Syracuse escapes with No. 1 hopes intact

January, 30, 2010
1/30/10
5:09
PM ET
ROSEMONT, Ill. -- Asking Jim Boeheim to describe Wes Johnson's dunk in the second-half of Syracuse's nail-biting 59-57 win over DePaul Saturday is a little like asking a fisherman to describe the ocean. Where do you start?

"It tied the game," Boeheim said, deadpan. "So yeah, it was big."

[+] EnlargeKris Joseph
Jonathan Daniel/Getty ImagesKris Joseph scored 15 points off the bench in Syracuse's comeback win against DePaul.
The dunk wasn't just important -- although it did give Syracuse its first tie with the scrappy Blue Demons, who had led the entire game to that point -- it was immense in its beauty, limitless in its execution. Johnson took off from the wing and glided to the rim in the way so few players can, and just when it looked like a DePaul defender might get a hand in Johnson's path, the Syracuse forward lifted another notch, extended his arm, and slammed the ball through the rim.

So, yeah. It was big.

But Boeheim's right: The dunk will be remembered for the way it finally pulled Syracuse even with a DePaul team that had seemed to discover the the anti-Orange formula. The Blue Demons built an early 33-15 lead with hot shooting and then went into preservation mode, slowing the game down to a crawl and picking offensive spots carefully.

That strategy managed to keep a very cold Syracuse team at bay. The Cuse were 24-for-57 from the field, good for 42.1 percent, a percentage that wasn't helped by the mere nine offensive rebounds.

"Usually we rebound some of that stuff a little bit better," Boeheim said. "Usually we make more shots. But you know you're going to have games like this on the road where you need to gut it out, and we did that."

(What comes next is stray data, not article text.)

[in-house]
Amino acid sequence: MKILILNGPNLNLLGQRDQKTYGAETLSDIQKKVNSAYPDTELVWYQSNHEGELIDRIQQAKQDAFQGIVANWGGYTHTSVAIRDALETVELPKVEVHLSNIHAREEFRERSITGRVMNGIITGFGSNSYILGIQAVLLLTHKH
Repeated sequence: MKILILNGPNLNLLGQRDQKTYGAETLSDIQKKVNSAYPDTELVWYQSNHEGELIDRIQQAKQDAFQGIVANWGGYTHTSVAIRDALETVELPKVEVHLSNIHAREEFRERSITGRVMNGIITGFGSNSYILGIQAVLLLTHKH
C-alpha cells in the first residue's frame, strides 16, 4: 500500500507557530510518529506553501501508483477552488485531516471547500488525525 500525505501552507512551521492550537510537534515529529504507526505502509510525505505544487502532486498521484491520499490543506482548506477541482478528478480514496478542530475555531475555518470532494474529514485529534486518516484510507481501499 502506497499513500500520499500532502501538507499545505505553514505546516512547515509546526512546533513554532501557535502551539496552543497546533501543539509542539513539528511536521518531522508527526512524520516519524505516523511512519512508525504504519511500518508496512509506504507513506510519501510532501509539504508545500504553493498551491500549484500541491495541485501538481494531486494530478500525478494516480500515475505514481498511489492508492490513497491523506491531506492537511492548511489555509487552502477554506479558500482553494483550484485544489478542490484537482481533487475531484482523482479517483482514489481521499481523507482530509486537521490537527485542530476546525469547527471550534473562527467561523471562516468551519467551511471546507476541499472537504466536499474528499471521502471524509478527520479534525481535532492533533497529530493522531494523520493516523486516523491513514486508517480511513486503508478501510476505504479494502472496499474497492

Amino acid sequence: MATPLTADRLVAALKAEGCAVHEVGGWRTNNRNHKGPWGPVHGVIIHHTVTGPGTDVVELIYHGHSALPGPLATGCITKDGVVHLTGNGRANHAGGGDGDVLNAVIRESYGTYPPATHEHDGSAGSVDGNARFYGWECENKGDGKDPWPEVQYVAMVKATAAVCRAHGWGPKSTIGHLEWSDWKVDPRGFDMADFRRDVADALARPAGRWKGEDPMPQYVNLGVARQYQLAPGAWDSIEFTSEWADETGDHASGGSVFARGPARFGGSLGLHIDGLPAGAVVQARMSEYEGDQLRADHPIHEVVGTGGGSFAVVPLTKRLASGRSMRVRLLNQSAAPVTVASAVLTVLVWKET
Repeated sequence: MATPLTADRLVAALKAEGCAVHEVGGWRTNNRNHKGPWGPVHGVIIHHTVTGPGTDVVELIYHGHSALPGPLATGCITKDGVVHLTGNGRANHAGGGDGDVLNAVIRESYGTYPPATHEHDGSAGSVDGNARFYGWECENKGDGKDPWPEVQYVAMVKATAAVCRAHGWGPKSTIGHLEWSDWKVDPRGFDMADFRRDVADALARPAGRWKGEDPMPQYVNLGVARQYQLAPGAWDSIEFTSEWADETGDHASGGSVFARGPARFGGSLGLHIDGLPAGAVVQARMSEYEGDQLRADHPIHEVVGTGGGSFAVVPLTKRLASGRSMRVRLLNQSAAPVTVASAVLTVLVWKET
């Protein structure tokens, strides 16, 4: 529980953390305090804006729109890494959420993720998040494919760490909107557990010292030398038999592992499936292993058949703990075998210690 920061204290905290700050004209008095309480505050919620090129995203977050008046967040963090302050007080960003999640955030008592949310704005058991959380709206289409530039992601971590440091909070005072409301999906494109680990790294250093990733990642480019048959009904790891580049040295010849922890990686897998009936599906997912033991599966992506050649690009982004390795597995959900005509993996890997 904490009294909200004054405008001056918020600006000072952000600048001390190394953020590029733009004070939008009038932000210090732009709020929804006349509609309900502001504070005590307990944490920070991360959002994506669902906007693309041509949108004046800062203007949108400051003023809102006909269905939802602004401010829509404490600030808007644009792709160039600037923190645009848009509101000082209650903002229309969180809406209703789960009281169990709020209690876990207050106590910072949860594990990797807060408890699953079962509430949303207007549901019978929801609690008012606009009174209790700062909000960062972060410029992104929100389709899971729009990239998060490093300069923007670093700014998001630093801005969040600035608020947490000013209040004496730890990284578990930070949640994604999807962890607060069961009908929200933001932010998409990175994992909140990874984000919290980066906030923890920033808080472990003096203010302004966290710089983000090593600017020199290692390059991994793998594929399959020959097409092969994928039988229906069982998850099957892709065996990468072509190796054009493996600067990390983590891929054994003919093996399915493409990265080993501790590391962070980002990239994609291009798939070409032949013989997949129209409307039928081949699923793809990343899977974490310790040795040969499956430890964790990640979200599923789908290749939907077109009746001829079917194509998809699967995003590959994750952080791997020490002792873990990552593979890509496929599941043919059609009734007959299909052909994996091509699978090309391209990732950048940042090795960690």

Boeheim and company almost didn't: Even after a furious Syracuse comeback, and with no timeouts in the last seven minutes, DePaul hung tough, chipping Syracuse's late lead down to two and setting itself for a final shot. That shot went to senior Will Walker, whose hot shooting (5-for-12 from 3) buoyed DePaul early. Walker had a wide-open look on a high screen and roll, but the ball didn't fall, and DePaul couldn't get a shot up before the final buzzer sounded.

It was, to put it lightly, a disappointing loss for DePaul and interim head coach Tracy Webster. Webster deserves some credit for a gameplan -- slow the game down, find open spots in the zone, guard Andy Rautins closely and hope Syracuse misses a few shots -- that countered Syracuse's zone perfectly. The Demons burned through timeouts far too quickly (DePaul had no answer for Syracuse's traps, hence the frequent timeouts). Overall, though, it was an impressive tactical display by Webster, who has his team playing its best basketball of the season.

The more interesting takeaway is what this says about Syracuse. The Orange coasted against a lesser opponent Saturday, and instead of storming back and taking control after the half, let that opponent stick around and narrowly miss a drastic upset. That happens to every team, but in a weekend where Cuse is competing with Kansas, Villanova, and several others for a spot atop Monday's AP poll, it was a discouraging performance.

"DePaul came out and was aggressive and really showed tremendous effort," Boeheim said. "And we didn't do that. We played about two good minutes of basketball. Usually, when you do that, you lose."

The Cuse didn't lose Saturday. They can thank Wes Johnson's transcendent hops, Arinze Onuaku's girth, and a dash of good luck for that. It was enough today. For a while, though, all the way up to and even after Johnson's game-tying dunk, a loss was more than possible.

So, yeah, it was big. Next time, though, the Cuse will have to be even bigger.

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